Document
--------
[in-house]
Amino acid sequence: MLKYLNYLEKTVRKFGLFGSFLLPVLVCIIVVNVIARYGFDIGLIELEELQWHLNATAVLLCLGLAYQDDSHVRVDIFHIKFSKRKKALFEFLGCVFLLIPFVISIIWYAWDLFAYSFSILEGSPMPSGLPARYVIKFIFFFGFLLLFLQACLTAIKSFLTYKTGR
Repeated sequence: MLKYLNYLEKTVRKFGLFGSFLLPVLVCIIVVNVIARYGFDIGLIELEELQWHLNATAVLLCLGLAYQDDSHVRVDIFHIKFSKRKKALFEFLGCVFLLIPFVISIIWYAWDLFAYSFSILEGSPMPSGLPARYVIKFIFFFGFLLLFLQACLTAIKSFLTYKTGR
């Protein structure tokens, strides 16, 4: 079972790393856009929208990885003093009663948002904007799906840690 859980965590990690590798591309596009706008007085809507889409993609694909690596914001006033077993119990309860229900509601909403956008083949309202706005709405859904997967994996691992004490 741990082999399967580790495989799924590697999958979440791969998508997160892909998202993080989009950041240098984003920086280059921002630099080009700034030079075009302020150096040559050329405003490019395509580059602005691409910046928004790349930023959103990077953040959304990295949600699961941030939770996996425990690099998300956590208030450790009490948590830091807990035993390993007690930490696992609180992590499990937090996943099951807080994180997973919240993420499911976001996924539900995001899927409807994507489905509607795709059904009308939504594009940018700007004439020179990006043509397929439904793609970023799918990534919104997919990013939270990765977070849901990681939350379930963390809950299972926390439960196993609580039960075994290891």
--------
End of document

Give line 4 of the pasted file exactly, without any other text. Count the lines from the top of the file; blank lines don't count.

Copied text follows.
């Protein structure tokens, strides 16, 4: 079972790393856009929208990885003093009663948002904007799906840690 859980965590990690590798591309596009706008007085809507889409993609694909690596914001006033077993119990309860229900509601909403956008083949309202706005709405859904997967994996691992004490 741990082999399967580790495989799924590697999958979440791969998508997160892909998202993080989009950041240098984003920086280059921002630099080009700034030079075009302020150096040559050329405003490019395509580059602005691409910046928004790349930023959103990077953040959304990295949600699961941030939770996996425990690099998300956590208030450790009490948590830091807990035993390993007690930490696992609180992590499990937090996943099951807080994180997973919240993420499911976001996924539900995001899927409807994507489905509607795709059904009308939504594009940018700007004439020179990006043509397929439904793609970023799918990534919104997919990013939270990765977070849901990681939350379930963390809950299972926390439960196993609580039960075994290891």